You are A Brian McLaren Christian
Brian McLaren Christian
A.k.a. a Rob Bell, Phyllis Tickle, N.T. Wright, Tim Keller, Eugene Peterson Christian. You subscribe to Sojourners or Relevant...or, more likely, Rolling Stone, Paste and The Atlantic. (And maybe even Geez!) Your Christian history is rooted in St. Francis, who leads (through Gandhi) to Mother Teresa and Martin Luther King, Jr. You emphasize social justice as an element of God's kingdom. You might be "emergent" or "progressive," but you're probably post-evangelical.
Want more? Watch videos with Brian McLaren. See Rob Bell on the resurrection. Read Phyllis Tickle's Lent blog. Read our interview with N.T. Wright.
I took this quiz on Beliefnet. I don't know who Brian McLaren is, but in short, it says I'm a liberal Christian. Some of the questions on it have gotten me to thinking a little. What does it mean to be "Christian"? I believe in Jesus' teachings on helping the poor, "suffer not the little children", etc.... the social tendencies to welcome the outcasts that he exhibited. Love God (however you define God) and love your neighbor(including, for me, our non-human neighbors). I don't believe in literal virgin birth, death, resurrection. I believe possibly that he was able to understand more and perhaps become a Christ figure via progressive rebirths, similar to the belief that Siddhartha was able to attain Buddhahood thanks to multiple rebirths that finally led to the life in which he understood Enlightenment. I don't believe in a literal heaven or hell..... well, heaven as a possibility, hell definitely no. But I also believe in reincarnation as a possibility. And lately, Buddhism is starting to appeal more to me. So why not become Buddhist? This is something I've been thinking about a bit lately, as I'm reading The Complete Idiot's Guide to Zen Living, and desperately attempting to utilize my Zen practices to balance the most stressful semester of school I've had yet - I didn't do very well on a recent major paper in class, and I'm (temporarily) up to 8 foster kids in my internship.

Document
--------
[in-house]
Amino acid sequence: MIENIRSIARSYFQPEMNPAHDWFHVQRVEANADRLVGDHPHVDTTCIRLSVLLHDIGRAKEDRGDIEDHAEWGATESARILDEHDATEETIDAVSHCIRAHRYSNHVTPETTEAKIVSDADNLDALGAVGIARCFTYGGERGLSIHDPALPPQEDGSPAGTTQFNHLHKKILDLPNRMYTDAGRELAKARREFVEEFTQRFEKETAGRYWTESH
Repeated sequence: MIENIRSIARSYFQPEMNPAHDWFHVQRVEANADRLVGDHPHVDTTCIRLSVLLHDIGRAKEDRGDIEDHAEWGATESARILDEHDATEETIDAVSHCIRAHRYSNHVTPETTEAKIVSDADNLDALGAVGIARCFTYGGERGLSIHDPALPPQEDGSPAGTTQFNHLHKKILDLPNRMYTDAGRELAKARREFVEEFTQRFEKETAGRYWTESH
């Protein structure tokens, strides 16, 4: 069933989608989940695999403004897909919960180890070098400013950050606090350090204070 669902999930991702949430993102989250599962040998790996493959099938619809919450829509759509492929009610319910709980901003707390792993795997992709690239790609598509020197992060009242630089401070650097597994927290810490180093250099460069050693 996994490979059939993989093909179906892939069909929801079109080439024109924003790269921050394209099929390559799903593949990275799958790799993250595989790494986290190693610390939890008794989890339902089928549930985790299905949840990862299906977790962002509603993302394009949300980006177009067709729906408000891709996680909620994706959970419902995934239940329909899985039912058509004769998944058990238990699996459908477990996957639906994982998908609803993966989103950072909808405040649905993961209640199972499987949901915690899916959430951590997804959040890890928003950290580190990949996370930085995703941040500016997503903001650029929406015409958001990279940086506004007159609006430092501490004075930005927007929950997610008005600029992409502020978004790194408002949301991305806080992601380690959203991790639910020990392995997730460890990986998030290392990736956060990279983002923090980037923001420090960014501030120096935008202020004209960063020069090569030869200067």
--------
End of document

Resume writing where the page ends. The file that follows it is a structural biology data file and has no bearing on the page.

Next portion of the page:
One thing about Gnosticism is that it is kind of a blend of both. It is Gnostic, Buddhist, Pagan, whatever else, yet it is also above all of that. Being a Gnostic means the practitioner seeks the esoteric similarities within all religions of study, seeking the Divine Spark, the Divine Inspiration, that is the source of it all. Some Pagans(and indeed, a lot of Gnostics), view divinity like a diamond. With the Wiccan "All Gods are One God" view, the belief is that whether you are praying to Zeus, Hades, Apollo, whoever, you are simply praying to different aspects of the same Being. Gnostics seek to find that Being, the big jewel that all the facets make up. That's why you find many Gnostics who, although they consider themselves Christian and pray to Jesus, also pray to Isis, Horus, and other deities(usually of middle-Eastern or Egyptian pantheons). That's something I still struggle with, myself. Before embracing Gnosticism, when I was Pagan, I was a polytheist, and followed a number of deities, primarily from the Celtic pantheon. While I did eventually come back to Christianity as a Gnostic, and recommit myself to Jesus (albeit a different interpretation of him), and even attend a Christian church, what of those other deities? I fully believe that I connected with them. My first experience with Brighid was a very powerful experience, part of why I still feel connected with her and follow her in her Saint form. I don't believe that my experiences as a Pagan were any less real than my experiences as a Gnostic have been, just because my faith has evolved. What I struggle with, even now, is how to integrate the two to make my spirituality as holistic as fits my generally eclectic personality and approach to everything, including spirituality. Maybe it is okay to pray to Jesus, and Manannan, and Brighid, and Isis. I'm hoping the next book on my reading list, Christopaganism, will give me some ideas and insights.